Basterds of the KKK
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The Ku Klux Klan (/ˈkuː
The first Klan flourished in the Southern United States in the late 1860s, then died out by the early 1870s. It sought to overthrow the Republican state governments in the South, especially by using violence against African-American leaders. Each chapter was largely autonomous and highly secret as to membership and plans. Its numerous chapters across the South were suppressed around 1871, through federal law enforcement. Members made their own, often colorful, costumes: robes, masks and conical hats, designed to be terrifying and to hide their identities.
The second group was founded in Georgia in 1915 and it flourished nationwide in the early and mid-1920s, including urban areas of the Midwest and West. Taking inspiration from D. W. Griffith‘s 1915 silent film The Birth of a Nation, which mythologized the founding of the first Klan, it employed marketing techniques and a popular fraternal organization structure. Rooted in local Protestant communities, it sought to maintain white supremacy, often took a pro-Prohibition stance, and it opposed Catholics and Jews, while also stressing its opposition to the alleged political power of the Pope and the Catholic Church. This second organization was funded by selling its members a standard white costume. It used K-words which were similar to those used by the first Klan, while adding cross burnings and mass parades to intimidate others. It rapidly declined in the later half of the 1920s.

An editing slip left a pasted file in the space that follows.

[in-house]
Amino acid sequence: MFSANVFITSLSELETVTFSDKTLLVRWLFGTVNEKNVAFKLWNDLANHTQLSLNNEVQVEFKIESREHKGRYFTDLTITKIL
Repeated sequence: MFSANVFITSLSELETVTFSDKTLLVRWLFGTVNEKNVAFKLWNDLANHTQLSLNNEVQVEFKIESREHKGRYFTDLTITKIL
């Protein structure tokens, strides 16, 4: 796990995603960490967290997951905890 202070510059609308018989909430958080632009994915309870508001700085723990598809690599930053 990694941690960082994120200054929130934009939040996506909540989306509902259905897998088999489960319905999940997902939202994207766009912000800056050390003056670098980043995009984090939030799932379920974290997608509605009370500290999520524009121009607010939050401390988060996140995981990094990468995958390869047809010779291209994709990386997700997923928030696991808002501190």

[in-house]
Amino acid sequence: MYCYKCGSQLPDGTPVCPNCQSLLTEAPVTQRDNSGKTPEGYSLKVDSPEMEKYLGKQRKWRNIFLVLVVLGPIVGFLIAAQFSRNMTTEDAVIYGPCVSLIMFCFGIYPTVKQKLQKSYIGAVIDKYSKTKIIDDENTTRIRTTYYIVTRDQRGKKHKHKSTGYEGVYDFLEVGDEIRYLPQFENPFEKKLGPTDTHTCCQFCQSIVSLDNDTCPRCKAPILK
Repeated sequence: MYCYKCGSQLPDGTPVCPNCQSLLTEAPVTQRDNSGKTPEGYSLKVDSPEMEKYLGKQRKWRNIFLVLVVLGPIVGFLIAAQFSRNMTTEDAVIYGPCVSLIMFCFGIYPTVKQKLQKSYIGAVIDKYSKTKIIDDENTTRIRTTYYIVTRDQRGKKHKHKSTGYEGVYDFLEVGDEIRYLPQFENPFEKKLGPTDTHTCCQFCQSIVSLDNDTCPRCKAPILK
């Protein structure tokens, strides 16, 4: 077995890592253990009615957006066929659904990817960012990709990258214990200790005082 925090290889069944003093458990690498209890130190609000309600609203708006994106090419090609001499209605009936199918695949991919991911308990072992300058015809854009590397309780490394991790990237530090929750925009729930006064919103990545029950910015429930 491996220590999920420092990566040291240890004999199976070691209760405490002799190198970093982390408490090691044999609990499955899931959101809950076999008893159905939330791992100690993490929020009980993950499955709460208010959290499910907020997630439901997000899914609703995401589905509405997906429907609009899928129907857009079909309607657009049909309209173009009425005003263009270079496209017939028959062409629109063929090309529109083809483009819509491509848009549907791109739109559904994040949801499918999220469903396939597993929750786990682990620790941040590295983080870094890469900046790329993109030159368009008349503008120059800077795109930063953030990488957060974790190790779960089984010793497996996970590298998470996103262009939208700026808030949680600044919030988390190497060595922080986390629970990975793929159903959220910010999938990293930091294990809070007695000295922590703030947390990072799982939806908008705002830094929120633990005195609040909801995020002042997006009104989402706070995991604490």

The third and current manifestation of the KKK emerged after 1950, in the form of localized and isolated groups that use the KKK name. They have focused on opposition to the civil rights movement, often using violence and murder to suppress activists. It is classified as a hate group by the Anti-Defamation League and the Southern Poverty Law Center. As of 2016, the Anti-Defamation League puts total Klan membership nationwide at around 3,000, while the Southern Poverty Law Center (SPLC) puts it at 6,000 members total.
The second and third incarnations of the Ku Klux Klan made frequent references to America’s “Anglo-Saxon” blood, hearkening back to 19th-century nativism. Although members of the KKK swear to uphold Christian morality, virtually every Christian denomination has officially denounced the KKK